physical assets consequently plays an increasingly important role in optimising business protability. Asset management has been dened as: a strategic, integrated set of comprehensive processes (nancial, management, engineering, operating and maintenance) to gain greatest lifetime effectiveness, utilisation and return from physical assets (production and operating equipment and structures) (Mitchell and Carlson, 2001). To gain even greater value, the asset management process should extend from design, procurement and installation through operation, maintenance and retirement, i.e. over the complete life cycle. In this respect, the traditional system life cycle in Figure 1 is considered (Blanchard and Fabrycky, 1998, pp. 19-29). The gure indicates two distinct phases, namely the acquisition phase and the utilisation phase. In practice, with specic reference to the process industry, the management responsibility changes hands from one phase to the next. A research and development or a technical department will take full responsibility for the acquisition phase and will hand over to an operations department for the utilisation phase. The challenge in managing the entire asset life cycle effectively lies in the fact that costs are isolated and addressed in a fragmented way through the various stages. During the acquisition phase, the emphasis is on implementing a technology within the boundaries of the approved budget and prescribed time frame, while ensuring that the facility conforms to the technical specications. The primary drivers of the utilisation phase are the associated costs of product distribution, spares and inventory, maintenance, training, etc. In this respect physical asset management in the process industry has primarily focused on maintenance management models (Amadi-Echendu, 2004; Hoskins et al., 1998, p. 123), i.e. reliability centred maintenance (RCM) (Campbell, 1995, p. 128), business centred maintenance (BCM) (Kelly, 1997) and total productive maintenance (TPM) (Campbell, 1995). Some advantages and disadvantages of these concepts are listed in Table I (Waeyenbergh and Pintelon, 2002). A major disadvantage of applying only these models is that an estimated 65 per cent of a facilitys life cycle costs (LCCs) are xed during the design phase (Barringer, 1997). Potential cost benets are consequently lost due to short-term cost drivers during the acquisition phase in the assets life cycle. The concept of terotechnology has traditionally attempted to address this deciency, which is a combination of management, nancial, engineering and other practices applied to physical assets in pursuit of economic LCCs (Amadi-Echendu, 2004; British Standard, 1984). However,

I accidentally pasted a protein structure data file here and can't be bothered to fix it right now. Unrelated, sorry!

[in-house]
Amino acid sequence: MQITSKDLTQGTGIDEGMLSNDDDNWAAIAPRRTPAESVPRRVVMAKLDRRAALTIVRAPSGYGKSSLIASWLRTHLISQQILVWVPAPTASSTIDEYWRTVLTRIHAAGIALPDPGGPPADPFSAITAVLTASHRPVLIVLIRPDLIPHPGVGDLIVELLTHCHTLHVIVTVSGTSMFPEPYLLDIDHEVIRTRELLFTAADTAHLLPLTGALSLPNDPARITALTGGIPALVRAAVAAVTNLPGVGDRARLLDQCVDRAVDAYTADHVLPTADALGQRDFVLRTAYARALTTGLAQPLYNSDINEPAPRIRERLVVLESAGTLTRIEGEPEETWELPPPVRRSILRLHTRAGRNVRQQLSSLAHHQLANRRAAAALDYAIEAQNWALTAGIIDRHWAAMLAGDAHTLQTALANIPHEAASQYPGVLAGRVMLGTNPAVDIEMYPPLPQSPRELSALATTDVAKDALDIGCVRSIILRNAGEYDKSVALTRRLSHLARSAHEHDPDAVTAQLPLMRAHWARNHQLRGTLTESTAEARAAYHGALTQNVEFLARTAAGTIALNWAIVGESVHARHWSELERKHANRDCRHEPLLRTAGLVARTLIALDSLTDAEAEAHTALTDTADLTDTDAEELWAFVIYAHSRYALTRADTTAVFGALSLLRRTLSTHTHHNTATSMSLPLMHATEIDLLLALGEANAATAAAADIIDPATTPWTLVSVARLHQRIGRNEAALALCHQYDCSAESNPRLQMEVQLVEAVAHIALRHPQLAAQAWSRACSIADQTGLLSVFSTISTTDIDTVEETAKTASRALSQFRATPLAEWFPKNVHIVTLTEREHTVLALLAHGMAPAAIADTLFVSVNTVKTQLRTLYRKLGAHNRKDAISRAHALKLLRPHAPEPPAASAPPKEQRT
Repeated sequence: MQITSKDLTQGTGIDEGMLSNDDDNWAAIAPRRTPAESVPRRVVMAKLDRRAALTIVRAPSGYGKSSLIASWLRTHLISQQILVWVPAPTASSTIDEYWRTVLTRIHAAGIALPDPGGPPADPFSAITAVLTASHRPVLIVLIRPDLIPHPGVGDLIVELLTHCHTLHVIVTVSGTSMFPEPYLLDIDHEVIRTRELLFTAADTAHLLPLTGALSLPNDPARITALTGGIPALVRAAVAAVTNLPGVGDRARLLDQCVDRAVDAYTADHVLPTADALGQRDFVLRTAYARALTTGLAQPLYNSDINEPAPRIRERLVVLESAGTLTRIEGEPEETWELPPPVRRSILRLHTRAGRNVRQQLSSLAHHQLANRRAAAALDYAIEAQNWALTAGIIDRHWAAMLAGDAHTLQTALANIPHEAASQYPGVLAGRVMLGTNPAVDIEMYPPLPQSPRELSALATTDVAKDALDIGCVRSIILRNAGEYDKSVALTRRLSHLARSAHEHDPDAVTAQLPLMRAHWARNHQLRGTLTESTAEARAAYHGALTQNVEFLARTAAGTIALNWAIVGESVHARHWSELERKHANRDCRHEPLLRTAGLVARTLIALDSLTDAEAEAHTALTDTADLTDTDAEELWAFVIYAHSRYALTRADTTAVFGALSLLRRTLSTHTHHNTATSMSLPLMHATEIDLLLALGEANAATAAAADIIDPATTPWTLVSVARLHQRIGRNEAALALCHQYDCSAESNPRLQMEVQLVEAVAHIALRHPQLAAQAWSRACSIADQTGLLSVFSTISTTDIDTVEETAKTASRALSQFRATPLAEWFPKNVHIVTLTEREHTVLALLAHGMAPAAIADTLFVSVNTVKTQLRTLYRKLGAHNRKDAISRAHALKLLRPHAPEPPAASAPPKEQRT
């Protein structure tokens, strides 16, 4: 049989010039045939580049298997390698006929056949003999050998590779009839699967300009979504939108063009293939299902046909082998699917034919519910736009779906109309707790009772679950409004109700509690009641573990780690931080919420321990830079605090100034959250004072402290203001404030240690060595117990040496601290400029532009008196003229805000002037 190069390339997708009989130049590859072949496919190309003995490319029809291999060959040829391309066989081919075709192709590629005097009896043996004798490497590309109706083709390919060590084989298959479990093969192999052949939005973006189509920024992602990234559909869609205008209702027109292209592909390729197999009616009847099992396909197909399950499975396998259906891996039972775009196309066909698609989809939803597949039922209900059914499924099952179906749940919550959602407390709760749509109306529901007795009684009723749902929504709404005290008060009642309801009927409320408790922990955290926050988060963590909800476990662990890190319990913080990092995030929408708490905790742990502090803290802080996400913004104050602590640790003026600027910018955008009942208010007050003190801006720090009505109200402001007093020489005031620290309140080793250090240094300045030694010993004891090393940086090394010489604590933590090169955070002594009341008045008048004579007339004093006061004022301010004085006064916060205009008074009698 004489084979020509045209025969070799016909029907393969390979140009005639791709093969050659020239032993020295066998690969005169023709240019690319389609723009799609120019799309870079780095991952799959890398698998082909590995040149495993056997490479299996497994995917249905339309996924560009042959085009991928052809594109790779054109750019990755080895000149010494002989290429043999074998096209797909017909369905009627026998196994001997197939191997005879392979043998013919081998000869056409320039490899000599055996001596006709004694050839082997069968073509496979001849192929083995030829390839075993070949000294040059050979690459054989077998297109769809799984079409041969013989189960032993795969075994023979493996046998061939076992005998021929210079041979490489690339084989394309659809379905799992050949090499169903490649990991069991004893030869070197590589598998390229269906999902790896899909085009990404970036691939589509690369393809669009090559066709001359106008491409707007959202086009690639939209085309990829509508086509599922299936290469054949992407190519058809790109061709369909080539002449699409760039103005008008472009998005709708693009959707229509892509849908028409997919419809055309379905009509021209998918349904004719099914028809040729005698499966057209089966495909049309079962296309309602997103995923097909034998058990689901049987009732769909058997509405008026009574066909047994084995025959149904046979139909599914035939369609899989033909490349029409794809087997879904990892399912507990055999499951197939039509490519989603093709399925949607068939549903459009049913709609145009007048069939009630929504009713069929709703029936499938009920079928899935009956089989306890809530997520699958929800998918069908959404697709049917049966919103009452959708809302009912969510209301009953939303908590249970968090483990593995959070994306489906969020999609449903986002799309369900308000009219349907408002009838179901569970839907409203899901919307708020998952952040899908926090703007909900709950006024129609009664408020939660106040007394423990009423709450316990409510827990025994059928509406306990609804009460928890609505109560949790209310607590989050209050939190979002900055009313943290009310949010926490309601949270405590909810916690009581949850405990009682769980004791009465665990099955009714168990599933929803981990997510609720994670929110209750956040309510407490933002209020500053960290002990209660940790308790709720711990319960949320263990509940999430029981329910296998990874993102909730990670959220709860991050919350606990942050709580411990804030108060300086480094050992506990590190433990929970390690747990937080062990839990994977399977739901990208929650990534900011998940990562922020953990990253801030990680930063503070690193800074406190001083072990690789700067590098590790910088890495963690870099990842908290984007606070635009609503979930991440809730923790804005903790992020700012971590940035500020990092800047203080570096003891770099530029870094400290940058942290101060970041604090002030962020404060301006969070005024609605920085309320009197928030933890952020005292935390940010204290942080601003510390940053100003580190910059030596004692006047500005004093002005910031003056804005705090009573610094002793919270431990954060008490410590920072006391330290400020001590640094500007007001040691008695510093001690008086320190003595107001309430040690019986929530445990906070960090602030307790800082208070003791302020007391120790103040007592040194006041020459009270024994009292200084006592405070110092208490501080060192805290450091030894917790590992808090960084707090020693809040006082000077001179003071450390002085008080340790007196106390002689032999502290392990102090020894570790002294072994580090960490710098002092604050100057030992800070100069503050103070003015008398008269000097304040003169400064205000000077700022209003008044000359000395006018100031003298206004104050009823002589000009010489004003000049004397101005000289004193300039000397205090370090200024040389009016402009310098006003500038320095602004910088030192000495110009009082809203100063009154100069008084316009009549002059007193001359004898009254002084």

Asset life cycle management


Figure 1. Life cycle phases of process asset systems


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RCM Accuracy

Advantages Traceability

Cost savings


Plant improvement

Education Involves operators and maintainers Disadvantages Complexity Complexity Extensive need of data

Extensive need of data

Focus on reliability